Smoked Old Fashioned: During the process of making the drink, the mixologist literally takes a blowtorch to a piece of oak wood from a used whiskey barrel and chars it. Then he turns the glass upside down over top of it to let the smoke fill up the glass. It sits there becoming permeated with smoke while he continues the process of making the drink – muddling a sugar cube with bitters and orange peel, slowly stirring the bourbon (or rye), and then transferring the final drink mixture to the smoke-filled glass. This tobacco tastes just like that. The worst thing I can say is that it doesn’t really taste like Bacon. I would have named it Smoked Old Fashioned instead.
The tobacco burns quite well, needing only a few relights, but definitely give it some air time before smoking. I think if I gave it a little more drying time, that it wouldn’t have needed any relights.
As the bowl progresses to the mid-point, it becomes less sweet. The orange flavor diminishes, and the natural nutty Burley and vegetal Bright Virginias speak up a bit, which is nice. The smokiness stays, but mellows some.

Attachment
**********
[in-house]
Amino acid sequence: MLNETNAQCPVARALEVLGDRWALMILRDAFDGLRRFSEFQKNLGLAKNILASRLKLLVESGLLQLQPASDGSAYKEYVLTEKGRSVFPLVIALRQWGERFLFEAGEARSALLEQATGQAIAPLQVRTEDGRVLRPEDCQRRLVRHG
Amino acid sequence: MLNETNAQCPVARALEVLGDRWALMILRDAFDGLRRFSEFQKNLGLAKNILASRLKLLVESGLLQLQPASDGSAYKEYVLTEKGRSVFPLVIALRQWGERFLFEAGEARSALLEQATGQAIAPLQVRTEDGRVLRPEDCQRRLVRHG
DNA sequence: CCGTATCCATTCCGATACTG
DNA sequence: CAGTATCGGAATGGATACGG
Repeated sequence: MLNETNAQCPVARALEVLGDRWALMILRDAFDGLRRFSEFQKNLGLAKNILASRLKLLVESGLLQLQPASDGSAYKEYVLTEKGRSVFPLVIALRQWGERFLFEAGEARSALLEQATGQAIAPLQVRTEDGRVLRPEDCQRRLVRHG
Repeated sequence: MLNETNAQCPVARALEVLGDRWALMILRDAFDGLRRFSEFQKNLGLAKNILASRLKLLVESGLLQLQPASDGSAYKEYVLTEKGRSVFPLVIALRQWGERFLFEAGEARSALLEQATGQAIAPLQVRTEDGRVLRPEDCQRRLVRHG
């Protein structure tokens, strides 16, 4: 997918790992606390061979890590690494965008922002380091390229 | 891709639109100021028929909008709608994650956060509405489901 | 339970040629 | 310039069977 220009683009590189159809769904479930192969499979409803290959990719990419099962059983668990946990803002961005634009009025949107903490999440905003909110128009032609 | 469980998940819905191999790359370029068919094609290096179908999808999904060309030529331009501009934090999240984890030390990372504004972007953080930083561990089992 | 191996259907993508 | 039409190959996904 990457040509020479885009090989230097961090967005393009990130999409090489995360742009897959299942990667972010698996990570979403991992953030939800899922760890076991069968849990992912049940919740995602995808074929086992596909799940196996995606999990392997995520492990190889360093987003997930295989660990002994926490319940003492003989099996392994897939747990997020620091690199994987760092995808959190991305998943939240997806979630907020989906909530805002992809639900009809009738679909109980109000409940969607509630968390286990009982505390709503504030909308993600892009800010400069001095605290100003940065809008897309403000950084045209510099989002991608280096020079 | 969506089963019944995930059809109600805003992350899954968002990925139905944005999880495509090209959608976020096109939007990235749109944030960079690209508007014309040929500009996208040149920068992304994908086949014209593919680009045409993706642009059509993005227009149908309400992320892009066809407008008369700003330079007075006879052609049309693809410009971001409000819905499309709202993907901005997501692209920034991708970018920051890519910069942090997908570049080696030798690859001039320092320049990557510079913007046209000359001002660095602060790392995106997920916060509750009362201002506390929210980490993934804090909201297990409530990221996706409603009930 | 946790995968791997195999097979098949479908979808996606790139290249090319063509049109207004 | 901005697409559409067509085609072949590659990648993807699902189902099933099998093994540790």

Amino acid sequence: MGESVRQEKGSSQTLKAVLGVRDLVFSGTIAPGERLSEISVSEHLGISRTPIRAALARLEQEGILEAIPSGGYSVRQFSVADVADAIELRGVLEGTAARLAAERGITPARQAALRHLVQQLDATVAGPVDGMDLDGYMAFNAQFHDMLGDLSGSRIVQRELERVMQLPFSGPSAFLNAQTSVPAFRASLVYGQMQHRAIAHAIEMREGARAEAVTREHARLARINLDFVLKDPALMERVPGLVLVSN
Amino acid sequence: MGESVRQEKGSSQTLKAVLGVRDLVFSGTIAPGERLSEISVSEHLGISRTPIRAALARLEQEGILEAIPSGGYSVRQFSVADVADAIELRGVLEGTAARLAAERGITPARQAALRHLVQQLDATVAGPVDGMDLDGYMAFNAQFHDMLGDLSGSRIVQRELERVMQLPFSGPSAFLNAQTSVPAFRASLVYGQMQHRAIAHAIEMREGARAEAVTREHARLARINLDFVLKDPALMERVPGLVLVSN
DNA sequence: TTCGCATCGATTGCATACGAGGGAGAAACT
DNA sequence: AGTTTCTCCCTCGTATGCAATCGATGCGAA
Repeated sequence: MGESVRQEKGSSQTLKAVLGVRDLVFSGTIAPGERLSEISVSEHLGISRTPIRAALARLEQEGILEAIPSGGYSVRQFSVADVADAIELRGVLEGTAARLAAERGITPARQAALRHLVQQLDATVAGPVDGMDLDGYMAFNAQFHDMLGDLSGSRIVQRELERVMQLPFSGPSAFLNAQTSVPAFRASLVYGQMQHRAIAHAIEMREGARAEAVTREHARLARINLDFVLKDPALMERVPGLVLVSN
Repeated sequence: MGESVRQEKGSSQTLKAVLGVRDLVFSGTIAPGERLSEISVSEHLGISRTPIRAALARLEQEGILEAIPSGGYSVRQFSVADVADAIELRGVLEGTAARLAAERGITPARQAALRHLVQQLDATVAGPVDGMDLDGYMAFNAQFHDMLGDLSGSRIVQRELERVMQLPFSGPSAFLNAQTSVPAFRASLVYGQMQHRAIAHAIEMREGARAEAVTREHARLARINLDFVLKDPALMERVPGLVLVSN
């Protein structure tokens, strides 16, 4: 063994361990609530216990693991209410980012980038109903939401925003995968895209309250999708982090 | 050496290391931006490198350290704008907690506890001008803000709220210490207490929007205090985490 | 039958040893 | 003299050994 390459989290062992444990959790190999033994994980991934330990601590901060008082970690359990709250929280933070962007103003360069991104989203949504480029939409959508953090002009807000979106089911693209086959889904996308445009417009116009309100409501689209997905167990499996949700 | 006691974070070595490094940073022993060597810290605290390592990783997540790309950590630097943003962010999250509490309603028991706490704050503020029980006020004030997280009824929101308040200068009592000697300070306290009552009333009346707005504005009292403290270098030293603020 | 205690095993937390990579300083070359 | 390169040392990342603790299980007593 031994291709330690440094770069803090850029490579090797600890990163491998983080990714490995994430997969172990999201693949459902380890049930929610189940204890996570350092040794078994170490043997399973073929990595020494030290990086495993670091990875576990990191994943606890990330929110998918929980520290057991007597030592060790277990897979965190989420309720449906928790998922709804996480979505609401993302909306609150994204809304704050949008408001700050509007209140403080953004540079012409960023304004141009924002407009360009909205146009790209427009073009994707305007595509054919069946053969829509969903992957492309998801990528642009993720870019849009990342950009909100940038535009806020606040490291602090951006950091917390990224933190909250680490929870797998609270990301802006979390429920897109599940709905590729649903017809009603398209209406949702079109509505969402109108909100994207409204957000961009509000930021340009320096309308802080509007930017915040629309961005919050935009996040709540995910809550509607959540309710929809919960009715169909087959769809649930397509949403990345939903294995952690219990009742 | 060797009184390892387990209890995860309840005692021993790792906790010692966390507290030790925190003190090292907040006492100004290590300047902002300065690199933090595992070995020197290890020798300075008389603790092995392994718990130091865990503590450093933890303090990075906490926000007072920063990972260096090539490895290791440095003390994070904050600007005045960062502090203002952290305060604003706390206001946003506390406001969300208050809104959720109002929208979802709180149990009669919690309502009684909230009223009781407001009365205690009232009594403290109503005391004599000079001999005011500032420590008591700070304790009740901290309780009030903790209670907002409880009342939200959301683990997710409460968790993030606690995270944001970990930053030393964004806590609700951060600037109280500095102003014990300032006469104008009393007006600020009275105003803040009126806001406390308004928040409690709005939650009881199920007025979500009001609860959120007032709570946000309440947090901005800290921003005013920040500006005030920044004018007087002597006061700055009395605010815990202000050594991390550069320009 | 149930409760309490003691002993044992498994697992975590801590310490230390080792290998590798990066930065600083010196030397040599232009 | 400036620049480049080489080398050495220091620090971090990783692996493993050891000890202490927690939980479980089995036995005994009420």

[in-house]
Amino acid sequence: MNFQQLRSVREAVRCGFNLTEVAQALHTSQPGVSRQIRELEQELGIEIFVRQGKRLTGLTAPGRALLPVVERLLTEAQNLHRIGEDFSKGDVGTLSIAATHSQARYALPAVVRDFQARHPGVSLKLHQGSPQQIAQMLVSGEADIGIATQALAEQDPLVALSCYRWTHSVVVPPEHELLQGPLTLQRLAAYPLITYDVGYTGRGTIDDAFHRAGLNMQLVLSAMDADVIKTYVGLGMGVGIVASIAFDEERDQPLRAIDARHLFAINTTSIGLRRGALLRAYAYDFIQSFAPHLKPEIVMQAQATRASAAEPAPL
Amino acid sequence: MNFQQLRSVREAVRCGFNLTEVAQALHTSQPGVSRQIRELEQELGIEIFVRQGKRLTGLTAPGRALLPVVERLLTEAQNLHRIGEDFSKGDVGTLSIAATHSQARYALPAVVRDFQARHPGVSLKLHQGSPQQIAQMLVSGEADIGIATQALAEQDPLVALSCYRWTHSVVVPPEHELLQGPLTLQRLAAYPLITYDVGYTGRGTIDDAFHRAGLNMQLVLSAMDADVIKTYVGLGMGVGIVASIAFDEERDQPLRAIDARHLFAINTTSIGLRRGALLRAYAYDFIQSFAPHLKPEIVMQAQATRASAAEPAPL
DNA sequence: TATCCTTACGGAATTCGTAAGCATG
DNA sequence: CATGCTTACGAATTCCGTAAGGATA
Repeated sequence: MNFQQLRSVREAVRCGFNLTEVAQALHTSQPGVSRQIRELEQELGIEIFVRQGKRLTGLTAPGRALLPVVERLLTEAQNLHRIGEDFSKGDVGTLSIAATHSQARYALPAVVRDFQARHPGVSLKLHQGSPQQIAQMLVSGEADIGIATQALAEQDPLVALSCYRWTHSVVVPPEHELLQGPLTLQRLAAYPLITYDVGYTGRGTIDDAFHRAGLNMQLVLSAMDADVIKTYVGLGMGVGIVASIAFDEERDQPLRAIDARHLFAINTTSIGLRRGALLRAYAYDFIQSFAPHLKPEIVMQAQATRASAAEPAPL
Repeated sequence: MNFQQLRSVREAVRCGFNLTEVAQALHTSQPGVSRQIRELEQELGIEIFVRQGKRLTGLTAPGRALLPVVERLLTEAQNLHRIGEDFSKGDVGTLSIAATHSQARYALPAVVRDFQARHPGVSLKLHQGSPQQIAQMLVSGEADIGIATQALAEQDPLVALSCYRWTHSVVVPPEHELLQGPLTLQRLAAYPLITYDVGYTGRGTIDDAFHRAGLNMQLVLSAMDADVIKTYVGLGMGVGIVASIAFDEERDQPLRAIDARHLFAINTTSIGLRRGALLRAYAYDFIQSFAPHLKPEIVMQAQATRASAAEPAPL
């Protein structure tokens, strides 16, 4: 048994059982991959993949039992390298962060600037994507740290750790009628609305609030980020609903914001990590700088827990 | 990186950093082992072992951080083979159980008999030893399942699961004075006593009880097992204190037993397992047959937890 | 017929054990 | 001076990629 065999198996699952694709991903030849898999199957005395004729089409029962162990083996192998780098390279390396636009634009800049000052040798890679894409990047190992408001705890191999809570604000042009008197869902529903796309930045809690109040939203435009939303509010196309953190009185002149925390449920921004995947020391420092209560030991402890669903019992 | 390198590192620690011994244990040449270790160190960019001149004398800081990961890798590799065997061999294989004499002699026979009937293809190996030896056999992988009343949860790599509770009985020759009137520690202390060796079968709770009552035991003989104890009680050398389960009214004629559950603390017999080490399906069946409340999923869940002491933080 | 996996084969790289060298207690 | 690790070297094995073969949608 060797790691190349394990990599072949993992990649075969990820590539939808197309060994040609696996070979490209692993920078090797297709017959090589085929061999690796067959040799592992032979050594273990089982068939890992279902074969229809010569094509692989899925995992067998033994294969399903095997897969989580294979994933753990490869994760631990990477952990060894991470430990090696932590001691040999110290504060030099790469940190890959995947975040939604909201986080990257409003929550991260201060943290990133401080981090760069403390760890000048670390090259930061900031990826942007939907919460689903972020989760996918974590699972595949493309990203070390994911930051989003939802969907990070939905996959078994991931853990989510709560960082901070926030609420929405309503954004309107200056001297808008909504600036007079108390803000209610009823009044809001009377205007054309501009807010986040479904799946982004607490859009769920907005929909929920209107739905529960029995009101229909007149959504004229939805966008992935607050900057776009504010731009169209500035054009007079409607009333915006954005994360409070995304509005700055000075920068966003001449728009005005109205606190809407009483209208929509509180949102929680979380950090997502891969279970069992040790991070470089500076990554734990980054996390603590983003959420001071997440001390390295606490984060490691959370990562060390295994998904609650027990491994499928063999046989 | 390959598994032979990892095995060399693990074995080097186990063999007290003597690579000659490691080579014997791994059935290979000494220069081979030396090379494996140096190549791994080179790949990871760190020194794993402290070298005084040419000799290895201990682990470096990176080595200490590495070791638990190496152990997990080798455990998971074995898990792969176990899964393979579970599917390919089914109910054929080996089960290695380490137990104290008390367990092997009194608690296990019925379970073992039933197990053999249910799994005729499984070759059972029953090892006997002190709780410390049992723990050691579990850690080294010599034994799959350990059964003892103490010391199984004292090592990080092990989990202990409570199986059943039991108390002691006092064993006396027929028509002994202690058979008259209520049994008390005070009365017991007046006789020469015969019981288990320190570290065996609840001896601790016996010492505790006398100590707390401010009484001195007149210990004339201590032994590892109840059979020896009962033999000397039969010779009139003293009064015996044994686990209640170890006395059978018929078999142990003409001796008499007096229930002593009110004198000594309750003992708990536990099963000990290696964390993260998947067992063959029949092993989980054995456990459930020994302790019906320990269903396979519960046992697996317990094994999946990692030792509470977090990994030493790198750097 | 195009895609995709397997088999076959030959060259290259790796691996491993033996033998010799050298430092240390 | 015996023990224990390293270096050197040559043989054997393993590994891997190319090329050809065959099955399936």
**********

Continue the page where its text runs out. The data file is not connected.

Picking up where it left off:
I was worried about the nicotine hit from the Burleys and Dark-Fired, but so far so good, but I did follow instructions and sip slowly. Whoomp there it is! About three quarters of the way through I have a little bit of a nicotine buzz.
This is not your stereotypical grandfather’s aromatic. It’s packed with flavor, and nobody is going to tell you that the smell reminds them of their grandfather smoking a pipe. The room note is not cherry pie. It’s not real heavy, definitely not in-your-face like Latakia, but sensitive people will not be begging you to smoke it around them. Getting back to the nicotine, if you’re a lightweight, like me, you will be ok if you take it slow.
There is occasional talk about "crossover blends". Maybe this is one, but I think it is an aromatic on a technicality only.